What’s the holy grail for Israeli television executives and writers? According to series creators, it’s getting their show on Netflix, the US-based on-demand provider that began by mailing movies to people’s homes and has ended up changing the way people watch TV.
Though Israeli shows on Netflix weren’t even mentioned by Avi Nir, CEO of Israel’s Keshet Media Group during his hour-long conversation with Cindy Holland, vice president of original content at Netflix, at the first session of the annual Innovative TV Conference held at Jerusalem’s YMCA, the question was implicit throughout.
The conference was the largest gathering ever of INTV, held for the sixth time in Jerusalem in partnership with media company Deadline Hollywood.
“I’ve never seen so many Hollywood executives outside the Polo Lounge,” said Deadline’s Stacey Farish at the opening session. “Keshet is encouraging so many executives to come to the Holy Land.”
For two days, March 11 and 12, Israeli and Hollywood television executives met for sessions about global programming, financing, writing, trends and storytelling.
On Monday, Nir launched the conference with a conversation with Holland, a 16-year veteran of Netflix, gently leading her through a brief discussion of Netflix’s beginnings to its current status as “the biggest disrupter in TV,” he said.
Netflix’s early DVD-mailing business helped the company learn viewership habits. At its height, it had 100,000 titles on all kinds of subjects, which led it to realize its original content would have to reflect that range.
“DVDs were a means to an end for us,” said Holland. “The question was how to grow some form of delivery on the internet.”
Viewers generally watch an average of two hours a day, with movies serving as a kind of “palate cleanser” between series, she said. They’re also still largely watching on devices connected to a television, although some emerging markets watch more on mobile devices.
Netflix currently has 139 million paying viewers, and a presumed total of 300 million viewers, but its possible world of viewers is much larger, and its assumption is that it needs to provide suitable content in order to snag a larger piece of the global pie, said Holland.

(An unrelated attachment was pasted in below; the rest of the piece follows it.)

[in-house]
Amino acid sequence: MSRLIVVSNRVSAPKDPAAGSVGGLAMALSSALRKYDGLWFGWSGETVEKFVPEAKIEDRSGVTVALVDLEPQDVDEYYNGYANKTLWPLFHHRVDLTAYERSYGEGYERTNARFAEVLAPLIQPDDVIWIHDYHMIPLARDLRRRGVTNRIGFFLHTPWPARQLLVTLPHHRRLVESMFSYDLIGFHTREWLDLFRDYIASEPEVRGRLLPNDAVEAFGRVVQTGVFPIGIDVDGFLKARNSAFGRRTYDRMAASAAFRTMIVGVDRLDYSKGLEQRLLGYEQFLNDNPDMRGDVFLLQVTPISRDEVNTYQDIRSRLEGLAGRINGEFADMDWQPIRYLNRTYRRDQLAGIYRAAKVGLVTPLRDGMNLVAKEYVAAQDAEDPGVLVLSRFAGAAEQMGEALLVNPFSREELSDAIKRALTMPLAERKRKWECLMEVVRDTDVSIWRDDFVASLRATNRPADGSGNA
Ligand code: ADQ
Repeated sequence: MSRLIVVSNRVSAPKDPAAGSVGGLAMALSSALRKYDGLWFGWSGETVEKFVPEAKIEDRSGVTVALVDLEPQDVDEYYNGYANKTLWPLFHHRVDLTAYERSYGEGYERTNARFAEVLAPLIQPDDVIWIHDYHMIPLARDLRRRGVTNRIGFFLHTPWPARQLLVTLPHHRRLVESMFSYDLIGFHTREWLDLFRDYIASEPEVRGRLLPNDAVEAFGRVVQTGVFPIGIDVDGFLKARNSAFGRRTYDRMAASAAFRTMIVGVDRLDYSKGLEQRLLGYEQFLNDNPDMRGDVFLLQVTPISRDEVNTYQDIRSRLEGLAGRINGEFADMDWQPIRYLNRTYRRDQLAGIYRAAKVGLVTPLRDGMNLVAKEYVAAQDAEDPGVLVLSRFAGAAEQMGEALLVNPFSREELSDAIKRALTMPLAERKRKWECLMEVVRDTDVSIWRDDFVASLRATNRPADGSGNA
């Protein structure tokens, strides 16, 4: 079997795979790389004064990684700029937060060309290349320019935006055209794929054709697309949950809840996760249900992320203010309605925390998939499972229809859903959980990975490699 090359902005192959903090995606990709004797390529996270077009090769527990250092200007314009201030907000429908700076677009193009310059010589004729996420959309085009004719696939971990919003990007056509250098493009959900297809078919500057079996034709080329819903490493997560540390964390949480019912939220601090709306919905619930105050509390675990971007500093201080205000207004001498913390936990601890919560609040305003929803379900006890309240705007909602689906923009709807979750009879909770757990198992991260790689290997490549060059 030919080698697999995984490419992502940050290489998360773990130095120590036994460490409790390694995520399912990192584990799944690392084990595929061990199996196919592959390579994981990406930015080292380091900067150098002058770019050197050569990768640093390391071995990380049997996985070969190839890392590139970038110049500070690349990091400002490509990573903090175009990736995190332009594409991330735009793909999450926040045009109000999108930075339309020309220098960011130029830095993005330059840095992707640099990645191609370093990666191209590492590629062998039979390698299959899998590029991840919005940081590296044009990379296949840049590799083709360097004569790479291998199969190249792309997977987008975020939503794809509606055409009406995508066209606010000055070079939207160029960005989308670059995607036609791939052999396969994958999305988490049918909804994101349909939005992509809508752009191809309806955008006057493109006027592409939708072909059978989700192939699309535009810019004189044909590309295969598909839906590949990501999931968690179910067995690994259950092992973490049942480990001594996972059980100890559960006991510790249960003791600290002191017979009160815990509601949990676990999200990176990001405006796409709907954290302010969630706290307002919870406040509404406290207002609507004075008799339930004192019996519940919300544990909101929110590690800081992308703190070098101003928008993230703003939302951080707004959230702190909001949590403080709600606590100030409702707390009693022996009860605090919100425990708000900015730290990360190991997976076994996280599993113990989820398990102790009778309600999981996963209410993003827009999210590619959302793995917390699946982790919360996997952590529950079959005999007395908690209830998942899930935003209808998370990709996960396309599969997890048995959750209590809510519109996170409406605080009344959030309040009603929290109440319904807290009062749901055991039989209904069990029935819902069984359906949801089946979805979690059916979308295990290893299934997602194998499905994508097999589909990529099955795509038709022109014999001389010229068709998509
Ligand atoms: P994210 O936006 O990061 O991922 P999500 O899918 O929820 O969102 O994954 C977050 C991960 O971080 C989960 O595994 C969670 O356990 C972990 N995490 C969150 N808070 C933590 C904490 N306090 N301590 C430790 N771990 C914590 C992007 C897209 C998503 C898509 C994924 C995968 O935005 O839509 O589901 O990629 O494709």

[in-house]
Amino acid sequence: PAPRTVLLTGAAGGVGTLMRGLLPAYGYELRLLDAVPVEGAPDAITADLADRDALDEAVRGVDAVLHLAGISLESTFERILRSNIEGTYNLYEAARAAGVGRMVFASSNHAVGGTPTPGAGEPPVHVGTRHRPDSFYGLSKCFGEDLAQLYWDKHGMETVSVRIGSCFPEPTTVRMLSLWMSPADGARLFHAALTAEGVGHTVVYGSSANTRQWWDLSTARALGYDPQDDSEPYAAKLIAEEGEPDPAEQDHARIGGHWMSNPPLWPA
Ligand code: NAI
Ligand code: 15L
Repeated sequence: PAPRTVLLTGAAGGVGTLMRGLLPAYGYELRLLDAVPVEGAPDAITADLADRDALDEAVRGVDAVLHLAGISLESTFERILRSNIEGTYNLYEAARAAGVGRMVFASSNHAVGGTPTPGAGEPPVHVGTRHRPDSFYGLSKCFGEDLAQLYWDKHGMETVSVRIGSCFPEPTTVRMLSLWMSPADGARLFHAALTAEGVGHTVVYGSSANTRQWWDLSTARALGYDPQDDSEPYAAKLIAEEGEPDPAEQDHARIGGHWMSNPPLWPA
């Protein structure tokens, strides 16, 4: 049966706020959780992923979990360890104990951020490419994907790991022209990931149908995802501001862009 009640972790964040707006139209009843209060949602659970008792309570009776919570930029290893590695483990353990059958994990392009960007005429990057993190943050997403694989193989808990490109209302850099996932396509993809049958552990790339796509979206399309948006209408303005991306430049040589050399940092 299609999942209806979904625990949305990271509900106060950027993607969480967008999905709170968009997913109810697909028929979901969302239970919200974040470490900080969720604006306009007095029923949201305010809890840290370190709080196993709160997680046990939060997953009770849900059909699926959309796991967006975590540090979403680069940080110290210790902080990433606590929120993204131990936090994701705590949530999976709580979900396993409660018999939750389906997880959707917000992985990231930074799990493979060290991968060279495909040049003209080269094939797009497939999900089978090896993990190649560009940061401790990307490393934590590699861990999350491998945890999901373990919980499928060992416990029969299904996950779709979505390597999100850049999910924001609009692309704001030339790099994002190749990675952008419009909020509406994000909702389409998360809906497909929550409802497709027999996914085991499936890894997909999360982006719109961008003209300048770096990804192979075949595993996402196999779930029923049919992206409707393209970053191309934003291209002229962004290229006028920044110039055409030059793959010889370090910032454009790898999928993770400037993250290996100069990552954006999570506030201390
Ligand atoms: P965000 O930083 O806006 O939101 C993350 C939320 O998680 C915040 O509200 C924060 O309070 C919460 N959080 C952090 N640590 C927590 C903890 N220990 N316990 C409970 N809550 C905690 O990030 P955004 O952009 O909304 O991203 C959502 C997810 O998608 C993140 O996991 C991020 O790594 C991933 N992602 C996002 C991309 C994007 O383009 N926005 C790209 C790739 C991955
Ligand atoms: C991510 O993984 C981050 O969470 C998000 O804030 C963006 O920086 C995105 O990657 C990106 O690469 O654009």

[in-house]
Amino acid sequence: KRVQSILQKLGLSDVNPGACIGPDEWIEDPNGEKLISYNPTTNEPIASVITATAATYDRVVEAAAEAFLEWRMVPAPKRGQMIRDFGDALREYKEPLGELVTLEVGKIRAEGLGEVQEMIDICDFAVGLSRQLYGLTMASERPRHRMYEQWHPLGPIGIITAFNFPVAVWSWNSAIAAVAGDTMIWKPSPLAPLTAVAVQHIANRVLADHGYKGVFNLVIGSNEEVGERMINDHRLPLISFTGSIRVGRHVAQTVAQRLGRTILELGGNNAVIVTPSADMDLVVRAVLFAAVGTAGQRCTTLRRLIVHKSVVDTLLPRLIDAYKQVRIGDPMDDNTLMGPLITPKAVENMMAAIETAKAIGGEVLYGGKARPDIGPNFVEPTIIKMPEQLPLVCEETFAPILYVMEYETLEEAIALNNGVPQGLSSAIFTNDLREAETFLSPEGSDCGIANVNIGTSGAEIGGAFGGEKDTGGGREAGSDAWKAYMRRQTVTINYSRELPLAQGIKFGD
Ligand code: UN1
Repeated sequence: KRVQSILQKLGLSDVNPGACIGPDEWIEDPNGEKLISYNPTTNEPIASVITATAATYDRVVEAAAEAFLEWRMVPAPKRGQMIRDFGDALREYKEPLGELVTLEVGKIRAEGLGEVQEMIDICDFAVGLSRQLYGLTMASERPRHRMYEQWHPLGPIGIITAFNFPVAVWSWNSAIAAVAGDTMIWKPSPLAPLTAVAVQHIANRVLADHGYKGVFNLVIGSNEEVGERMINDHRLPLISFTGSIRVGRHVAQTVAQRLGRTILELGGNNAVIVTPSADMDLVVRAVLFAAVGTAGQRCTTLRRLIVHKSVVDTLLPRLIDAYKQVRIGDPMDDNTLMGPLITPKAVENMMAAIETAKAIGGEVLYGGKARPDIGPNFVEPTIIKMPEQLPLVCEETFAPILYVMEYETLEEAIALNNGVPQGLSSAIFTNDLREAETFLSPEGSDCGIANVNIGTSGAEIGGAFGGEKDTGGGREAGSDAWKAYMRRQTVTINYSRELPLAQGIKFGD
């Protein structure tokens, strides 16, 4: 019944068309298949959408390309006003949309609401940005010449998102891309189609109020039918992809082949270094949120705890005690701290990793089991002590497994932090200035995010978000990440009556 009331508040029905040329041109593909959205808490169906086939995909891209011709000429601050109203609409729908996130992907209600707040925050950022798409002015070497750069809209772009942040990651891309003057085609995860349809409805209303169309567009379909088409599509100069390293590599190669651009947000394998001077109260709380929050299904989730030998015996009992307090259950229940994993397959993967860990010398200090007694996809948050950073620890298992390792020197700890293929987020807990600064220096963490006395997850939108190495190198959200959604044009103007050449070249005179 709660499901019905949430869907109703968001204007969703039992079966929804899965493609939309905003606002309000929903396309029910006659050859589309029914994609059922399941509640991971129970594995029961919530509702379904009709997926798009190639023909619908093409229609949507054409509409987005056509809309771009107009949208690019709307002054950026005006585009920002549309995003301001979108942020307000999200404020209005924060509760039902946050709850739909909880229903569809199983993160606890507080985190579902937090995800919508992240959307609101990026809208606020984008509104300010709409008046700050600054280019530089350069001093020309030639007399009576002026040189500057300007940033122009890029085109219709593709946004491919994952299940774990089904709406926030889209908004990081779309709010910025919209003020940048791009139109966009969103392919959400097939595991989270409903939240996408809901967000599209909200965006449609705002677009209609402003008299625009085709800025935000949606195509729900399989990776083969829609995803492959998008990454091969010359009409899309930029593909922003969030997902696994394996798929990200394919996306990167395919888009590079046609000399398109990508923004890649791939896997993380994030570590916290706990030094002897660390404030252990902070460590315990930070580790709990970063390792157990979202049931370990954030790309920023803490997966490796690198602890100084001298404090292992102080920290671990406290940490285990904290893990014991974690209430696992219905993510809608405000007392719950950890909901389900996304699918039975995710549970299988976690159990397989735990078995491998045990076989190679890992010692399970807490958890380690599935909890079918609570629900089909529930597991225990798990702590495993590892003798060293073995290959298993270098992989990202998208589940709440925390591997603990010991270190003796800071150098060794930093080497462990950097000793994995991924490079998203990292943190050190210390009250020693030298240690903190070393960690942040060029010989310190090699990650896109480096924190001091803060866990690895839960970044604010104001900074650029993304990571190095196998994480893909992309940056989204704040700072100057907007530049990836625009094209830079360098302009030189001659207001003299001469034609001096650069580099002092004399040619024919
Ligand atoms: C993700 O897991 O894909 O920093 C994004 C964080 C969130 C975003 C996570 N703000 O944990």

“We’re still experimenting,” said Holland. “We have dozens of people with green light and licensing power, and we try to provide an environment that is welcoming to creators.”
Netflix’s current selection of shows is highly curated, aiming to provide for audiences with varying tastes.
“Our brand is as broad as the tastes of our members,” said Holland. “Our responsibility is to entertain.”
Netflix’s early original series, “House of Cards” in 2010, followed by “Orange is the New Black,” were gambles that turned out well and made many careers.
Asked by Nir whether there is such a thing as an international show, Holland replied that with 80 percent of Netflix’s acquisitions coming from outside the US, the company is very aware of the need to provide content for other countries, and has great interest in foreign titles.
“We think international acquisitions are essential for the lifeblood of the company,” she said.
“Narcos,” a series about Colombian drug trade in the 1980s, “resonated everywhere. Turns out that drugs and crime travel!”
Titles that do well in home markets are generally more likely to be universally appealing, said Holland.
It was a comment that made many of the Israeli TV executives and writers in the room sit up a little straighter in their seats. Several Israeli shows have made it to Netflix, including “Fauda” and recent arrival “Shtisel.”
Viewers don’t take long to decide what to watch and make their decision in a matter of seconds, said Holland.
Early indications within the company notwithstanding, “any premonition of what will be a hit, you just don’t know,” said Holland.
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